Peterson has seen the difference. When he began his housing project in 2010, his was one of only 86 such permits Portland issued that year—and Portland was one of the less-restrictive cities. But by 2016, the annual number had grown to 615. The difference? The city eliminated development impact fees, which cut the cost of building an ADU by thousands of dollars. It also loosened design and size requirements.
A report by the University of Nebraska, “Use of Accessory Dwelling Units as a Housing Strategy,” identifies numerous other cities where legal reform meant added interest in ADUs.
In 2017, California passed legislation that did not address owner-occupancy, but did redefine the specs of an ADU, making it easier to build one. Numerous cities benefited immediately. For example, Los Angeles, which already lacked owner-occupancy, saw the number of permits rise from 142 to 2,000 in one year. Santa Cruz, considered an ADU pioneer but also very strict in its building requirements, saw construction triple from 100 to 400 units, partly from the new legislation, and from ongoing and increasingly popular city-wide efforts such as zoning reforms, pre-approved designs, a how-to manual for homeowners, and a low-interest loan program.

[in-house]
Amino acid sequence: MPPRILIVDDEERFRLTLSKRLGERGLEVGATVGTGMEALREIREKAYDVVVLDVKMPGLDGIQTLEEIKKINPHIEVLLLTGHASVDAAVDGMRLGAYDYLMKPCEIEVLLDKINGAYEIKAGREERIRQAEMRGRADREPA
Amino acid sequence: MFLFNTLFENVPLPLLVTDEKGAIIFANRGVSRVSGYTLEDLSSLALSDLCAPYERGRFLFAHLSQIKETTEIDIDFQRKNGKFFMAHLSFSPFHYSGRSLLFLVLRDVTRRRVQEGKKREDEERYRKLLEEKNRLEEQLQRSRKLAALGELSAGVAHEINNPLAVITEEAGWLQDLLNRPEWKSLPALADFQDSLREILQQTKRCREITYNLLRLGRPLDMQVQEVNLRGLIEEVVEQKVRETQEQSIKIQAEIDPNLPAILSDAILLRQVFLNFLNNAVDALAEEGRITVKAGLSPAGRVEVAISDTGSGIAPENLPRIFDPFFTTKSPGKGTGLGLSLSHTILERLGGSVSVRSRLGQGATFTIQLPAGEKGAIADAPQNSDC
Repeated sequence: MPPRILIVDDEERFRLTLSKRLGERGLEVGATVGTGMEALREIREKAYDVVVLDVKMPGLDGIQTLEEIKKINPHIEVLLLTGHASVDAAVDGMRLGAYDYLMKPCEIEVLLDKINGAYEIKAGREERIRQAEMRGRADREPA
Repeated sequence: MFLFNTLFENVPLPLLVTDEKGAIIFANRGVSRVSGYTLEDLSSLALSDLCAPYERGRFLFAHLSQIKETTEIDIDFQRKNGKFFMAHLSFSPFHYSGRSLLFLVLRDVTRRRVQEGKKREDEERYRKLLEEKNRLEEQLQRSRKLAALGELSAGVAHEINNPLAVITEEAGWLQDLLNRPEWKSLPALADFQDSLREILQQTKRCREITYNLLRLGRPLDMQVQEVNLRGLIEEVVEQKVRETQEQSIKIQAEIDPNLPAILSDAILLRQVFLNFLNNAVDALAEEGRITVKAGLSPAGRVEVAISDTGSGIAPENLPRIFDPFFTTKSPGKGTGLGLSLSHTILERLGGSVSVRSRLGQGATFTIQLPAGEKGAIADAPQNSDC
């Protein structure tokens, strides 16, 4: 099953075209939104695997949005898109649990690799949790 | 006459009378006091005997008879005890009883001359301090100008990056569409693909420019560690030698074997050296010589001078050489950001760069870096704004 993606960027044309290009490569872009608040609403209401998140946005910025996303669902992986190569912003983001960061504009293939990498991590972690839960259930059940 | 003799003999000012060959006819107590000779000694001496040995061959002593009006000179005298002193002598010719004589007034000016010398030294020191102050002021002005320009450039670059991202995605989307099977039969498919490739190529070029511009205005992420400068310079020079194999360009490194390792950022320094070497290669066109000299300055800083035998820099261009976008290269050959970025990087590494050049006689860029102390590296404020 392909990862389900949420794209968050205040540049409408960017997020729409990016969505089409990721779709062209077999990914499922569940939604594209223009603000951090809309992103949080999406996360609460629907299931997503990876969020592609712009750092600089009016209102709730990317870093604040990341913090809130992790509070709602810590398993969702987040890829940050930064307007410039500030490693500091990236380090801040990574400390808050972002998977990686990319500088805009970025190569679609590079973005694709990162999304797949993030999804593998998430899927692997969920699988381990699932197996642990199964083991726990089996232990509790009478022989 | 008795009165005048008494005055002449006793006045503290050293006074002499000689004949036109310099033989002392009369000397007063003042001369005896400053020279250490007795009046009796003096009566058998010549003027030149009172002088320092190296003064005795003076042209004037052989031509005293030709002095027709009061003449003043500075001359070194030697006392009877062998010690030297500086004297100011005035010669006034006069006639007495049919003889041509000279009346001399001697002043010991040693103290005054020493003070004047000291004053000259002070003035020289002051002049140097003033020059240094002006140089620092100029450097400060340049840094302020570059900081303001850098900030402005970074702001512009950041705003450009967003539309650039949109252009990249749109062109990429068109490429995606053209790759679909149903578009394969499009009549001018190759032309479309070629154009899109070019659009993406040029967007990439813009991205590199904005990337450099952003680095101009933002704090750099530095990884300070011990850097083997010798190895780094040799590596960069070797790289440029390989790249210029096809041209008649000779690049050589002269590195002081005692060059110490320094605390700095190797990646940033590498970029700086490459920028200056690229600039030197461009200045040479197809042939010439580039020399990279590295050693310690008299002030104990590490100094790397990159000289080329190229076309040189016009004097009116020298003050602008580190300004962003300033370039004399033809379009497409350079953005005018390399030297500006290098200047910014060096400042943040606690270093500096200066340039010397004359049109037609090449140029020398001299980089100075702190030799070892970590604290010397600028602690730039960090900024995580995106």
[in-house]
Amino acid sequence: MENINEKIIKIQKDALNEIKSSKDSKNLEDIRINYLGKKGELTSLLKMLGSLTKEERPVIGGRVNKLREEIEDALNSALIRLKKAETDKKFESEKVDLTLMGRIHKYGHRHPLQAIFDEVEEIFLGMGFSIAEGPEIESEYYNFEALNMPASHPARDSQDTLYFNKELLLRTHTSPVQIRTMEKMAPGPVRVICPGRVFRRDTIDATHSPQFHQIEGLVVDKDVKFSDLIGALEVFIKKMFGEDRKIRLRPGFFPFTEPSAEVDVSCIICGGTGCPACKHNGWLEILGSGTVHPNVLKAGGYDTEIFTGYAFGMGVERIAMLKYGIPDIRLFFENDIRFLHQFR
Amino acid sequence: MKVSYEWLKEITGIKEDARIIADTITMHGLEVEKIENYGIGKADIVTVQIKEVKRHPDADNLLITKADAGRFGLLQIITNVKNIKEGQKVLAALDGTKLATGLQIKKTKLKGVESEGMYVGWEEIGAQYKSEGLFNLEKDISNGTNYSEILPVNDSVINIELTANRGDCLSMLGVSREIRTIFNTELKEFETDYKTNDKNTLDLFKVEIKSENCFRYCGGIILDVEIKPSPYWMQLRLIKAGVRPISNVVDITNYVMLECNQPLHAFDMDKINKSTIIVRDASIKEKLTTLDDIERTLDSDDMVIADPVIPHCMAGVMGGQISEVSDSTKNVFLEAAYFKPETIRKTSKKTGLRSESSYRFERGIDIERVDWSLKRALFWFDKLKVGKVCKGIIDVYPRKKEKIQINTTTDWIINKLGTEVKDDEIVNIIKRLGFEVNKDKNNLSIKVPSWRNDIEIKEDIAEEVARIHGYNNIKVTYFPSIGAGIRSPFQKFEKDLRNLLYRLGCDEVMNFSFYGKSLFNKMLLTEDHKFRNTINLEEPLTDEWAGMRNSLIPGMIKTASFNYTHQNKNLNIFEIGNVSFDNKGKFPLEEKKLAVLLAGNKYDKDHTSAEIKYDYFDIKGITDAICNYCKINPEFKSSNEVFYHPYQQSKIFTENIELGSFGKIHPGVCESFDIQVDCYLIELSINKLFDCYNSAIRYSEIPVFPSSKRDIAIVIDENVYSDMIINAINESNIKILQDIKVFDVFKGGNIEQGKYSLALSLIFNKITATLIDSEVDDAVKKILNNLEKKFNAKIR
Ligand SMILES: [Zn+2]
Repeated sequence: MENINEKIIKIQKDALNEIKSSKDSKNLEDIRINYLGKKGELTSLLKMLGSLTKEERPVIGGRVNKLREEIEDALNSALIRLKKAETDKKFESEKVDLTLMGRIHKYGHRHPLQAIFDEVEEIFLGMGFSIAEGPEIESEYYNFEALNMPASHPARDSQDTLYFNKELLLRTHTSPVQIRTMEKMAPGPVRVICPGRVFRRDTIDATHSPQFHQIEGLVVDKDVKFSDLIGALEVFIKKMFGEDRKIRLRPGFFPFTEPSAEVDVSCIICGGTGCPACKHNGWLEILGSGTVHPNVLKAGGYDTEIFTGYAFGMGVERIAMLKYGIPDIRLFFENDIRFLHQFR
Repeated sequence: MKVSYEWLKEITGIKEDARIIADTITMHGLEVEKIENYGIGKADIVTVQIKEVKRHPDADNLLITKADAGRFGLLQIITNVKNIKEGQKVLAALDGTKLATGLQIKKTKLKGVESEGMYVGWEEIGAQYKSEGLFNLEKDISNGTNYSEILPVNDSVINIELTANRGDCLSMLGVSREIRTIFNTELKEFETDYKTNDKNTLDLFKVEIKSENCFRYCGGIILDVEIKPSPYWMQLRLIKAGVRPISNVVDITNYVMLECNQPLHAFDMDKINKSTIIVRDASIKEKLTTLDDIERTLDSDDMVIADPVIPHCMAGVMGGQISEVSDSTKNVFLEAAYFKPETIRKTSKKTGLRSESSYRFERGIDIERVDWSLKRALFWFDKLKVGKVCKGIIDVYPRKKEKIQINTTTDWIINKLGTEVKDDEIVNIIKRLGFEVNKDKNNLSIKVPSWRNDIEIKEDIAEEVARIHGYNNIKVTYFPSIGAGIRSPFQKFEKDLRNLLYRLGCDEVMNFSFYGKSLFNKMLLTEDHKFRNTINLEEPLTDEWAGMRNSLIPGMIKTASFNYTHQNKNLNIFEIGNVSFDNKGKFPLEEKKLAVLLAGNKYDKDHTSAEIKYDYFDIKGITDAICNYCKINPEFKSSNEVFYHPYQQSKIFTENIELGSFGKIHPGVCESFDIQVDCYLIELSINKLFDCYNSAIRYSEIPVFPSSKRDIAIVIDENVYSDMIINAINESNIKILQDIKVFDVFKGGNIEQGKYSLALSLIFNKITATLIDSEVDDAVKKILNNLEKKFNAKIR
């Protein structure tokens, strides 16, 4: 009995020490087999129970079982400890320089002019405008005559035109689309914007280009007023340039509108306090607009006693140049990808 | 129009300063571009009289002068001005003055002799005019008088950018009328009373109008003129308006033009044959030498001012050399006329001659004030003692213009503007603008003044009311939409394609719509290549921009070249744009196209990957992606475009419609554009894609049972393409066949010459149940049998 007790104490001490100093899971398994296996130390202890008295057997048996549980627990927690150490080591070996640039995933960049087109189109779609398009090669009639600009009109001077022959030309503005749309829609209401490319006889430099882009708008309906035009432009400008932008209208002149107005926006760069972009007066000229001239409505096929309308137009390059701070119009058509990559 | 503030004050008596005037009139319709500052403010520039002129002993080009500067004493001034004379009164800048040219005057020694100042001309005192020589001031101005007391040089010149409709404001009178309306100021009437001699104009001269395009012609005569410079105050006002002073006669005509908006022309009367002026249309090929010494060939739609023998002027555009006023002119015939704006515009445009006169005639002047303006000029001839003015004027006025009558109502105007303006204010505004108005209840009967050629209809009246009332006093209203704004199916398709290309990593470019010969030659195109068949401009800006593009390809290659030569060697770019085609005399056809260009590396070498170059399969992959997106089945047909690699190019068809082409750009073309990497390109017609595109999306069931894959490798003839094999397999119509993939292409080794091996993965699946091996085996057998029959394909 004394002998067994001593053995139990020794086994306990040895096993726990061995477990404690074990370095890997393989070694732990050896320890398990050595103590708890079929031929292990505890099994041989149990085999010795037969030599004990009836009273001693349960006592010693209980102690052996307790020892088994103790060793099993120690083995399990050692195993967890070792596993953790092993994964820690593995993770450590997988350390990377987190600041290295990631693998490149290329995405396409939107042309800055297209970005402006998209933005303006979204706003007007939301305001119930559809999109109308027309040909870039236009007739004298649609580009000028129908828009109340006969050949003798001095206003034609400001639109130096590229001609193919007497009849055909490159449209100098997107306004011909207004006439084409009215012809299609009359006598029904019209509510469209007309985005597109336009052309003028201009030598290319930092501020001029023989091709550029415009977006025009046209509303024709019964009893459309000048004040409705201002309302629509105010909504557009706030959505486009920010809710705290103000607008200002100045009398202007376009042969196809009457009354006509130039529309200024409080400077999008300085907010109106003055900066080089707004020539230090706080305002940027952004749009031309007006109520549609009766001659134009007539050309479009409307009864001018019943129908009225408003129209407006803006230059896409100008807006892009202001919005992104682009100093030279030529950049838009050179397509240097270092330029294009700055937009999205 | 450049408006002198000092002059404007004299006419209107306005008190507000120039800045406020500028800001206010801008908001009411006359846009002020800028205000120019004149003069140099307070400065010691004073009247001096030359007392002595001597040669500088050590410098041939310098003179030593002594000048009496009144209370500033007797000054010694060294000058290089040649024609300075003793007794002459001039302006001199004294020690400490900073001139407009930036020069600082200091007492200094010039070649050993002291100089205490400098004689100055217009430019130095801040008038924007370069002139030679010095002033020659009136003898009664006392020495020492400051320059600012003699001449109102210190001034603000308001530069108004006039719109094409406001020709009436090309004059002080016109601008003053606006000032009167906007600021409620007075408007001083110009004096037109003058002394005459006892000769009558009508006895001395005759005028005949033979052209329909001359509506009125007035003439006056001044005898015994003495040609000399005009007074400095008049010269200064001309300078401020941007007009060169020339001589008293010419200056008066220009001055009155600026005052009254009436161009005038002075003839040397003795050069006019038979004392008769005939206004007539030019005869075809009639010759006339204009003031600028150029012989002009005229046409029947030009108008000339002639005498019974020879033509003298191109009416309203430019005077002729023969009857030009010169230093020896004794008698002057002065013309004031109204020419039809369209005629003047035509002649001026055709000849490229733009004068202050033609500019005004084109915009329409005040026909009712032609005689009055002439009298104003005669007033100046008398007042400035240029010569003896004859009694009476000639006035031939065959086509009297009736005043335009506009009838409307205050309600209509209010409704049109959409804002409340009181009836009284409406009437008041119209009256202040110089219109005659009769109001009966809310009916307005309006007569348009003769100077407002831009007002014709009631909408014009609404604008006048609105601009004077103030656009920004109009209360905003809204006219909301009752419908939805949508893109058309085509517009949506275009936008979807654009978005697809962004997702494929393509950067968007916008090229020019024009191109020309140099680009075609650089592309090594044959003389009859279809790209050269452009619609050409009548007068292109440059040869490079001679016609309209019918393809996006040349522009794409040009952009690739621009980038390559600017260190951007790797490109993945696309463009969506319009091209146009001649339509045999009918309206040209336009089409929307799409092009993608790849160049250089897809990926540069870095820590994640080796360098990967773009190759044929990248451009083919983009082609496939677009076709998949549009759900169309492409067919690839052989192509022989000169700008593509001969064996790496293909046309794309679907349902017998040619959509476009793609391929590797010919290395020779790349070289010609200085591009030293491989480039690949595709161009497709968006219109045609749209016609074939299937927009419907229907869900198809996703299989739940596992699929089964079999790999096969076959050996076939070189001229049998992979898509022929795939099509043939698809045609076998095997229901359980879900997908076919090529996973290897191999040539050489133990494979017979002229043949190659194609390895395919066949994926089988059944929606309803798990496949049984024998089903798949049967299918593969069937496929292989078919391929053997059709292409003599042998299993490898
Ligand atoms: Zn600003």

Elsewhere, Seattle’s reforms, which included changes in owner occupancy and parking requirements, as well as greater public discussion, pushed its ADU annual permit total from less than 10 in 2012 to more than 200 in 2016. In Austin, a series of building reforms over a decade, including programs aimed at low- and moderate-income households, pushed ADU permits issued from 32 in 2007 to 387 in 2017. And Barnstable, Mass. made it easier to bring existing, non-permitted units into compliance with its Amnesty Program, which offers fee waivers for the inspection and monitoring of units. The city also offers financial incentives, such as block grants, to reimburse eligible costs associated with the rehabilitation of a qualified ADU that meets the minimum qualifications outlined in the program.